House of the Dragon Review: Westeros Returns in Style

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Review Of House Of The Dragon
Review Of House Of The Dragon

Remember Public Enemy’s lyrics written by Flavor Flav back when hip-hop was actually real? “Don’t believe the hype?” Well, that’s exactly the message I want to convey when it comes to HBO’s House of The Dragon. The George R.R. Martin spin-off of the popular Game of Thrones franchise will try to tell us the story of House Targaryen many years before we saw what went down to King’s Landing. 

Sure, the show will have everything that you could expect from a Game of Thrones thing, you’ll have the realistic scenarios, you’ll have CGI dragons, you’ll have plots, and you’ll have violence. But that’s just making up for one huge mistake. And I’ll tell you what I think about this in this review. So, let’s get to it.

House of the Dragon Review: Westeros Returns in Style

House of The Dragon essentially is a Game of Thrones prequel that will tell us the story of King Viserys I, Princes Rhaenyra, and their court in King’s Landing. The cast features Paddy Considine, Rhys Ifans, Emma D’Arcy, Olivia Cooke, Eve Best, Fabien Frankel, Sonoya Mizuno, and Matt Smith. HBO is essentially throwing big bucks at this production in hopes of telling and conveying a ten-episode run of the events of the “Fire & Blood” book by Martin. 

Unlike Game of Thrones, —which George R.R. Martin is essentially too much of a lazy f*ck to finish, so he sells out to HBO and has producers Weiss and Benioff find out the entire R+L=J plot embedded in the story, only to have those two majestically screw up the entire book saga for fans with that terrible ending of Daenerys going berserk atop a dragon doing a barbecue roast out of King’s Landing— this time we have a story based upon a finished book based upon the House Targaryen. It was supposed to be published upon the publication of Game of Thrones. Still, Martin being the money-grabbing whore he is, decided to drop a series about another unfinished book series. 

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Review Of House Of The Dragon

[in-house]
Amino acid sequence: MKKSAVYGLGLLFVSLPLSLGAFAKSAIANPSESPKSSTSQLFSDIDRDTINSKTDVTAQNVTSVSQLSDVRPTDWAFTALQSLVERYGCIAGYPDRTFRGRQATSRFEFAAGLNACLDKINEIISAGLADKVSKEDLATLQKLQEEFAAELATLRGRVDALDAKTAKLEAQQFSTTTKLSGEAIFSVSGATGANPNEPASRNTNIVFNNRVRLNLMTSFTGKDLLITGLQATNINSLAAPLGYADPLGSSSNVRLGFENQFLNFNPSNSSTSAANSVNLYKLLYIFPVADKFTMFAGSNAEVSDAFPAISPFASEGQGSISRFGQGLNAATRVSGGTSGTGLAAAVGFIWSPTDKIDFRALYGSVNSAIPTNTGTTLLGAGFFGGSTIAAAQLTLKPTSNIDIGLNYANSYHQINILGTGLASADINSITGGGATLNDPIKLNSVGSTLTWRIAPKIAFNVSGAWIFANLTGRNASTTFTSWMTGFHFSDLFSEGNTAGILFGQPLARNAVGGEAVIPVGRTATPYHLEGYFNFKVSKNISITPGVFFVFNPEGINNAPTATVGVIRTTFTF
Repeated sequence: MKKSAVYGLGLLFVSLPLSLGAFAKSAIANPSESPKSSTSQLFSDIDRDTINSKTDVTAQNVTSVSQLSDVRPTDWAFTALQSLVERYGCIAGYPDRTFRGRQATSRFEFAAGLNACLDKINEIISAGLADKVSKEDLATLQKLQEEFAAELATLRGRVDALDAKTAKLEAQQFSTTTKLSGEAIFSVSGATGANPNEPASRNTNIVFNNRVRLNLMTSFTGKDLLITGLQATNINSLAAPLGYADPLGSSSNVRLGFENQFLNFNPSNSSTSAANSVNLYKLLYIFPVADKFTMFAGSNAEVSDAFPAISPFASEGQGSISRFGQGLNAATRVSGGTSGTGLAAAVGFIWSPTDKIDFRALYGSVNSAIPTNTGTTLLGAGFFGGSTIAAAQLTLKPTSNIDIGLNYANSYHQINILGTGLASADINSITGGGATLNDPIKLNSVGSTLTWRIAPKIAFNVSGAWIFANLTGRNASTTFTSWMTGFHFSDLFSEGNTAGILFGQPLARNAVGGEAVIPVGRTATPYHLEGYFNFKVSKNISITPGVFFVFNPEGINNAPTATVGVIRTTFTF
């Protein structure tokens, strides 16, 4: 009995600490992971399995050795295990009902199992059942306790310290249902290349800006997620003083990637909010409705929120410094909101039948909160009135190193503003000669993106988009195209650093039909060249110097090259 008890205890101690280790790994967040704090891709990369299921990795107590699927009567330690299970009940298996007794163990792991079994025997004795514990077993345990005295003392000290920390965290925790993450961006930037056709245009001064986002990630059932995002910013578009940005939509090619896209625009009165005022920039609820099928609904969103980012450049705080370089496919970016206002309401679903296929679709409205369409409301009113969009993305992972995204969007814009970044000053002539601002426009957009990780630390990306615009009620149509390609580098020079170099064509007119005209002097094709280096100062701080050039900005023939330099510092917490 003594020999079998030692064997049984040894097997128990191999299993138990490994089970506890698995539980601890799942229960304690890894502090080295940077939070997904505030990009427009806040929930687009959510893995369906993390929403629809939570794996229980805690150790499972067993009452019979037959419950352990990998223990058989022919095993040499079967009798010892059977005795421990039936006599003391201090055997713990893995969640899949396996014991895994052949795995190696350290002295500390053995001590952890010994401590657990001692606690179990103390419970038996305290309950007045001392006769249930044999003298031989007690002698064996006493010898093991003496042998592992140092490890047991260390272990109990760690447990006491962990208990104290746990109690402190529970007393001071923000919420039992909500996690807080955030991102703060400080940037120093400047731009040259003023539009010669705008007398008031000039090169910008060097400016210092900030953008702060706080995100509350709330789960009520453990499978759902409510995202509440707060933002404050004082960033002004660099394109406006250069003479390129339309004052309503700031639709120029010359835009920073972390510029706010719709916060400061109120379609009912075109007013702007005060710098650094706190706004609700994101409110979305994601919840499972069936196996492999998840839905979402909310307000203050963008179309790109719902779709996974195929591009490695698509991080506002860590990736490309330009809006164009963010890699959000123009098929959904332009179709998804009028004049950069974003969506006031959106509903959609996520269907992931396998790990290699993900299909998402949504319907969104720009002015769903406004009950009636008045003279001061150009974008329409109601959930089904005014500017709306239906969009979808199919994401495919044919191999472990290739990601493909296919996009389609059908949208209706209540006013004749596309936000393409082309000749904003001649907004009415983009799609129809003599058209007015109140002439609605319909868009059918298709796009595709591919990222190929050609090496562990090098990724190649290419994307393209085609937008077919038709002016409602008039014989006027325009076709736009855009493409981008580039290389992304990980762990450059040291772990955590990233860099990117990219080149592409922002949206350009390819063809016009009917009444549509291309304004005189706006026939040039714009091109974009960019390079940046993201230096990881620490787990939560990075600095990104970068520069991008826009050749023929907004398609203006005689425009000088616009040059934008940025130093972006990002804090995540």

Rhys Ifans in House of The Dragon

What Does Fire And Blood Contain?

Fire And Blood have several stories. Firstly, the book tells us how Aegon I Targaryen conquered the Seven Kingdoms. Then, the book tells us how Aegon I reigns after sweeping through Westeros. After that, Fire and Blood narrate the lives of Aegon’s children, Aenys and Maegor, and their successors. There’s a plot twist in the book that covers a civil war between the Targaryens over Aegon and Rhaenyra. 

House Of The Dragon Will Take Inspiration From None Of This

HBO’s House of The Dragon will take inspiration from some or none of all that 600,000-word book that Martin did finish. And it’s disappointing and expected from an author who has no qualms in doing these sorts of things from the realm of high fantasy. Martin has a penchant for disappointing his readers, both for not completing his work and for being lazy at character development —that’s why there are so many characters in Game of Thrones, he just kills them off instead of giving them a conclusion— and story arc. But let’s unpack that a little bit. 

The Problem With George R.R. Martin

George R.R. Martin has a huge problem as a writer, he’s lazy, he underdevelops his characters’ story arcs and creates too many —only to kill them off later on— And in the realm of high fantasy, even fundamental values are considered necessary for those giant societies of him to be as developed and prosper. In the same vein that science fiction needs a little internal coherence —hell, even Russian author Alexei Tolstoi when penning The Garin Death Ray had a little coherence years before lasers were invented—high fantasy requires societal coherence from the characters developed by the author. 

Review Of House Of The Dragon
Can House of The Dragon make up for the Game of Thrones ending blunder?

But that coherence is nonexistent in Martin’s work. In his book, no man sleeps with his wife. Instead, it’s all a melting pot of debauchery of incest, adultery, and villainy. And while that might sound cool and appeal to some public, it lacks the coherence and backdrop for his novels to have such sound internal consistency. In my opinion, there are many other works that HBO could’ve picked up from the fantasy realm to bring them into a series. Amazon is doing its own thing with “The Wheel of Time”, but marketing being what it is, they’re just sticking with what works. We’ll have to see how “House of The Dragon” fares out. But I don’t really give it a shot, despite the cast and CGI dragons. Go on GoT lovers, send me your hate in the comments!

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By Alberto Zambrano

I'm Alberto Zambrano, and I'm a Venezuelan writer who specializes in writing gossip and entertainment from streaming platforms like Netflix, Hulu, and Disney+. You can reach out to me via Alberto@otakukart.com.

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